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EDUCATION IS UNLOCKING THE ECONOMIC

ABOUT US

EDUCATION FOR ALL TO CREATE JOB OPPORTUNITIES


PARTNERSHIPS IN TIMES OF CRISIS OF COVID-19 & GENDER BASED VIOLENCE TO SUPPORT THE VICTIMS


We are a group of community based organizations representing the diverse in disadvantaged communities and have partnering together to develop a plan to ensure the long-term recovery of the individuals, families, small businesses, other Npos. Please partner with Siyakholwa Support care Centre for Job creation Programmes 2021 .


Siyakholwa is a leading champion in disadvantaged communities national


One area that has stood apart in driving meaningful change is the role of partnerships. Partners working together always provides more muscle through collaboration and we’ve seen mobilizing needed resources and joint innovation allow partners to scale, broadening their reach and subsequently have greater positive impact even in the current challenging, uncharted times.


We are the fastest growing Covid-19 and disaster management in disadvantaged communities. While we have the highest rate of poverty 98% people have lost income. We have 95% beneficiaries started to go to bed with empty stomach.

There are still so many powerful ways to take action for positive impact. Each and every day we have the opportunity to change things for the better, just by giving back.


Together, we can use our power of generosity to create the world we want to see.  celebrates this collective spirit of generosity. we request people all over the world  to come together to give their time, voice, kindness, power, skills, expertise, and resources ,Please Select Siyakholwa Support care Centre as your Beneficiary of donation.

MAKE EVERY ONE TO HAVE JOB BY ADOPTING ONE AND GIVING ONE EDUCATION.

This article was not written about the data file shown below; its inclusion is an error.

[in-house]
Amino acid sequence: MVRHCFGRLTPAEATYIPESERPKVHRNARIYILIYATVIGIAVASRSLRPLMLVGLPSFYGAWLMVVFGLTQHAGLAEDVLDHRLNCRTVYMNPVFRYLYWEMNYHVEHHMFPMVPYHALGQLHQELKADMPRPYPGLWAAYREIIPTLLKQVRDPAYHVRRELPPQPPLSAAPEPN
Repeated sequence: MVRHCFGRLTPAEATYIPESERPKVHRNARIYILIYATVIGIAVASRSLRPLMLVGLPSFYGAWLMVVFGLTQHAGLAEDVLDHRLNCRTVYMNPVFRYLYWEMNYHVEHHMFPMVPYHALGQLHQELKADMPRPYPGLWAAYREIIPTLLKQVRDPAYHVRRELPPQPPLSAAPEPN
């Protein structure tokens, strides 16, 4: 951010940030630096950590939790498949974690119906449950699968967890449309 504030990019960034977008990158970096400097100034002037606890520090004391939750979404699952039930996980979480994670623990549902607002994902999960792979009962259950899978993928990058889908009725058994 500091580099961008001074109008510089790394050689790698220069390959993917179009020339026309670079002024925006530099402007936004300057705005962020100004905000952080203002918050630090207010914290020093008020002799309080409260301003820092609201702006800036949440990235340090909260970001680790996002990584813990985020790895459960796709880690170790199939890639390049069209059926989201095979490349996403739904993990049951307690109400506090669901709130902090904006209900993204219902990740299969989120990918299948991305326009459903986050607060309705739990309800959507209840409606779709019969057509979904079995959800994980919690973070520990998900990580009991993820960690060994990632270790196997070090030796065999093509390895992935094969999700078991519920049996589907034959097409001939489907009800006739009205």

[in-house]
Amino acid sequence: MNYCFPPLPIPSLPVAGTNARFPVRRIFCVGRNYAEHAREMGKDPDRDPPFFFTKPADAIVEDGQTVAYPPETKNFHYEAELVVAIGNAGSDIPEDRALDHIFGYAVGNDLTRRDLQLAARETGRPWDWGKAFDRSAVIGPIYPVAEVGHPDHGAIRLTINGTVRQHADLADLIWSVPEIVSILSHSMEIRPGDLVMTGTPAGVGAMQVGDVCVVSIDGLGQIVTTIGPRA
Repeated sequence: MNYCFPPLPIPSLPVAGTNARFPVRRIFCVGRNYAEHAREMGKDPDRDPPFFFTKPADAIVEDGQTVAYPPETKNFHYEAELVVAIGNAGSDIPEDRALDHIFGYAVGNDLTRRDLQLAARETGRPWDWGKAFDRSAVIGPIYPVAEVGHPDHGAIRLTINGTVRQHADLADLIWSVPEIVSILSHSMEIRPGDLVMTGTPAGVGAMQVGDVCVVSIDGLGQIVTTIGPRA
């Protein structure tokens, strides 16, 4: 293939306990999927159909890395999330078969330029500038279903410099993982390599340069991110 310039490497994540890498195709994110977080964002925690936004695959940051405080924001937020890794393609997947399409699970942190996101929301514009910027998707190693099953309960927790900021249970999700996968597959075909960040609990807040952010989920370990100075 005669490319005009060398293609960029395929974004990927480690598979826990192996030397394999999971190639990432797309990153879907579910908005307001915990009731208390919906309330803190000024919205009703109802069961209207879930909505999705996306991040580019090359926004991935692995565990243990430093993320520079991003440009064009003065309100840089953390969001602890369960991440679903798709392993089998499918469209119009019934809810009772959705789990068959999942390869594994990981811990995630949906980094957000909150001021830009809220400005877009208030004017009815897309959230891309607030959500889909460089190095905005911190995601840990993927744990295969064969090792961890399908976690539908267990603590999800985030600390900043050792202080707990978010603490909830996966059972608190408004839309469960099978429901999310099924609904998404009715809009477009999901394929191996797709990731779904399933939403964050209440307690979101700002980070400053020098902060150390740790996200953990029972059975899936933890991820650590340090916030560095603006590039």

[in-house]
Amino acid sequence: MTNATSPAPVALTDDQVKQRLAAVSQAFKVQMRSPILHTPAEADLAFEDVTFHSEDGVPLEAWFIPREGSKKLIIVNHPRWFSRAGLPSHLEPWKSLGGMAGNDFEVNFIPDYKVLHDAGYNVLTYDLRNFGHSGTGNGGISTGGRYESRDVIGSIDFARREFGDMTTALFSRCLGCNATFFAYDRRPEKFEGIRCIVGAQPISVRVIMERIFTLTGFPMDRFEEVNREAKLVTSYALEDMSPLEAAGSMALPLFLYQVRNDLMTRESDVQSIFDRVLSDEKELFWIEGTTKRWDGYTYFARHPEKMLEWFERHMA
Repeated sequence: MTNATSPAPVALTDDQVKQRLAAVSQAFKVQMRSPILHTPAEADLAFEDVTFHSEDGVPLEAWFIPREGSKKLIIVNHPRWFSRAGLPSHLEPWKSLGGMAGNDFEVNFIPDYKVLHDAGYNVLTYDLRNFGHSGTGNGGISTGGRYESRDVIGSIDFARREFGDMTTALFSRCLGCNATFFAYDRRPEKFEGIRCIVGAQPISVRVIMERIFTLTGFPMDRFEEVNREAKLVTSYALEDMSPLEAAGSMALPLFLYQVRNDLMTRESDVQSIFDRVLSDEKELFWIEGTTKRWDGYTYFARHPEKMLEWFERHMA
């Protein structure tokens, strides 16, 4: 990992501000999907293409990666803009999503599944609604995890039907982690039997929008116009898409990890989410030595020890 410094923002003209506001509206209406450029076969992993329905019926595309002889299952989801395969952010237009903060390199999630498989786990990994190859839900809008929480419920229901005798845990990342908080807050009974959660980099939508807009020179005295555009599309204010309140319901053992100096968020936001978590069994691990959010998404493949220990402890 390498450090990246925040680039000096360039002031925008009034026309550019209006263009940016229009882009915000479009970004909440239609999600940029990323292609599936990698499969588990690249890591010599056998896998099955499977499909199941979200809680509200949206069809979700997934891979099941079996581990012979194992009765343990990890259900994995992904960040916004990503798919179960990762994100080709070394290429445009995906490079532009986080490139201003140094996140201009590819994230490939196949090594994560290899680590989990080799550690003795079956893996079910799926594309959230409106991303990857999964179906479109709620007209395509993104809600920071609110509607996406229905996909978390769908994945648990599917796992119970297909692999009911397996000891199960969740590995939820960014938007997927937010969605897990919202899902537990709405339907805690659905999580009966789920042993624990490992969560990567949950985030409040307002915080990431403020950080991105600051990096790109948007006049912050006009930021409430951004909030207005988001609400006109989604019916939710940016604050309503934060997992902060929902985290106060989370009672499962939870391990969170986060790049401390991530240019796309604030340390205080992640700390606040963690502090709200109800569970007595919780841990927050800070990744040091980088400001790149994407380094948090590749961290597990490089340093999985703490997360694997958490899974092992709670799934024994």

Across the country, young people,women,people with disability tell us daily about the barriers they face when looking for empowerment and work.


Across the country, young people tell us daily about the barriers they face when looking for work. Stuck in the transition between education and jobs, many are without certificates to show for their years of schooling. They lack the psychosocial support and the social capital necessary to find work and are unable to afford the costs of job-seeking. Young people’s lives are at odds with the far too often top-down, inflexible solutions to unemployment. With the youth unemployment rate at 58.2%, the highest rate in the last decade, the need for a cohesive plan informed by young people’s experiences has become more pressing than ever before.


To ensure that President Cyril Ramaphosa’s Presidential Youth Employment Intervention, announced during his the State of the Nation address, does not become just another list of lofty plans, we must ensure the experiences of young people, women and people with disability are prioritised in its design and delivery. This six-point plan aims to change the way young South Africans get access to employment opportunities.